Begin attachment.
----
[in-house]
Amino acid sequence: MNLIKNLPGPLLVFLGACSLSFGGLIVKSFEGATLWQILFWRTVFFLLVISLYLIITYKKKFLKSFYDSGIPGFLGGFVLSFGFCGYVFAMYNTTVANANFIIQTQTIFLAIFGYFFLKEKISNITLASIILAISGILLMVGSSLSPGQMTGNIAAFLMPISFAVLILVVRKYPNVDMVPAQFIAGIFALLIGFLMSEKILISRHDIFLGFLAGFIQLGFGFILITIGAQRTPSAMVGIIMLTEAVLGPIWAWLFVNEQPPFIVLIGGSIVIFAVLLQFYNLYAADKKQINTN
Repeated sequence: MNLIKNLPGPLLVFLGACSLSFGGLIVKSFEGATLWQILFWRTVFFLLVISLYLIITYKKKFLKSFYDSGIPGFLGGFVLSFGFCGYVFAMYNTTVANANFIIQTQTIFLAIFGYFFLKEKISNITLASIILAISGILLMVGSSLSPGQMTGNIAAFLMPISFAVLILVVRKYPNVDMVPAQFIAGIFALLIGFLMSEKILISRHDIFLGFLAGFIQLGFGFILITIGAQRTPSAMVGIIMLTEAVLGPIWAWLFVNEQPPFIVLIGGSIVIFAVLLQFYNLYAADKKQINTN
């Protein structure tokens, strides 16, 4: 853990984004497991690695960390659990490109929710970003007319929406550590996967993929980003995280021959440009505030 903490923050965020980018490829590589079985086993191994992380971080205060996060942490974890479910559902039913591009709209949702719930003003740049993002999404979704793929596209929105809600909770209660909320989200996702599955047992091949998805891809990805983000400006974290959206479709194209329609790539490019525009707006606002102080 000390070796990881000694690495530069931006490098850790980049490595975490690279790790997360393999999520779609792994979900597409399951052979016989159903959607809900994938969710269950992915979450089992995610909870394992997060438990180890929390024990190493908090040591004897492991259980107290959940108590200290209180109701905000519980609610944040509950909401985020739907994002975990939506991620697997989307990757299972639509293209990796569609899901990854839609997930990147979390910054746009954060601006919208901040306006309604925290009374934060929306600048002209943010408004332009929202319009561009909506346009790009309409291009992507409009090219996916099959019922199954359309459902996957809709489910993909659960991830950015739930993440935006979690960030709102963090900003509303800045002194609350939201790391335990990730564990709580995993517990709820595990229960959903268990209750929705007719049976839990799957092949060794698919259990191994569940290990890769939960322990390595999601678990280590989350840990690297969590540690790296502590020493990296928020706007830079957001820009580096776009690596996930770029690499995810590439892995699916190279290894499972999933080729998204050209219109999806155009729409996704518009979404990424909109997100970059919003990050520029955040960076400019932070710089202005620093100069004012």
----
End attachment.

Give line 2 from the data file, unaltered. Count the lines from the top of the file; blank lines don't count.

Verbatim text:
Amino acid sequence: MNLIKNLPGPLLVFLGACSLSFGGLIVKSFEGATLWQILFWRTVFFLLVISLYLIITYKKKFLKSFYDSGIPGFLGGFVLSFGFCGYVFAMYNTTVANANFIIQTQTIFLAIFGYFFLKEKISNITLASIILAISGILLMVGSSLSPGQMTGNIAAFLMPISFAVLILVVRKYPNVDMVPAQFIAGIFALLIGFLMSEKILISRHDIFLGFLAGFIQLGFGFILITIGAQRTPSAMVGIIMLTEAVLGPIWAWLFVNEQPPFIVLIGGSIVIFAVLLQFYNLYAADKKQINTN